The Twentieth Century Society

Campaigning for outstanding buildings

Richmond’s Twentieth Century Buildings Get Recognition

The C20 Society is delighted that two of Richmond’s most fascinating historic buildings are in the news – one Art Deco and one Brutalist.

Whilst Richmond is well known for its major heritage sites from the C18th and earlier (such as Ham House, Marble Hill, Pope’s Grotto and Strawberry Hill) the amazing richness of C20th architecture in the borough is less well known.

Now one of these very special buildings has been upgraded to Grade II* and another has been added to the national list of architecturally and historically important buildings at Grade II.

Langham House Close (blocks of flats just off Ham Common) has been upgraded to Grade II*. Like the concrete buildings of the South Bank these are Brutalist buildings. The Art Deco Café Matthiae on Kew Road has been listed at Grade II. The Twentieth Century Society has lobbied hard to achieve this and is delighted at the result. The Society has organised tours of C20th Ham and Richmond and plans to visit the borough again soon.

Caseworker Eva Branscome says “The Café Matthiae is a rare surviving Art Deco bakery and shop with two formal rooms upstairs. The flashy façade is still in its original condition and even the clock has survived. It has been closed for a while but we hope that the new owner will be able to maximise on this outstanding heritage asset as well as its good location. It takes you back to a more glamorous past when this was the place in Richmond to see and be seen. We need to bring this back to the borough.”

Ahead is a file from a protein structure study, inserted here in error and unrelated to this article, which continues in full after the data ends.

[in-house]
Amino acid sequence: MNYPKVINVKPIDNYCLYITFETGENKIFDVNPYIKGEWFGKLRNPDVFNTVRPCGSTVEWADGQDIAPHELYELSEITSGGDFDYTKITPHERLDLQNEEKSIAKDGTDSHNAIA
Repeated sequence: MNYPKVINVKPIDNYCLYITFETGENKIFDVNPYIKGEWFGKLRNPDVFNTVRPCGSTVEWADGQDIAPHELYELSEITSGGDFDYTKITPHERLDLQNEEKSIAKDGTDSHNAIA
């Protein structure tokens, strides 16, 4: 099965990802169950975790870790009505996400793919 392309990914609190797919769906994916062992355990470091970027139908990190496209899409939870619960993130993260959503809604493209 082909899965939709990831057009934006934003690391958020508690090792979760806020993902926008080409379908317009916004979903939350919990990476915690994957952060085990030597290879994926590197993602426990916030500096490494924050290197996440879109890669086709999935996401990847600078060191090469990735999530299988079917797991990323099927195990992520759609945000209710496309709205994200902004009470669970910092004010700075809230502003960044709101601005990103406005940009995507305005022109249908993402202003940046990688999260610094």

Director Catherine Croft adds “Langham House Close was built 1957-58 by architectural firm Stirling and Gowan. (James Stirling went on to be a famous and flamboyant architect – his best known buildings include the Tate Britain extension and a major art gallery in Stuttgart). This group of three blocks of flats is an early masterpiece. They were elegantly squeezed in to the long narrow site of a Georgian manor house. From the outside the buildings try to fit in with the older building by using the same colour of brick while, but at the same time they use modern forms and lots of exposed concrete elements. The flats themselves are striking with ingenious floor plans and geometric concrete fireplaces. They still look very modern and are exciting spaces to live in.”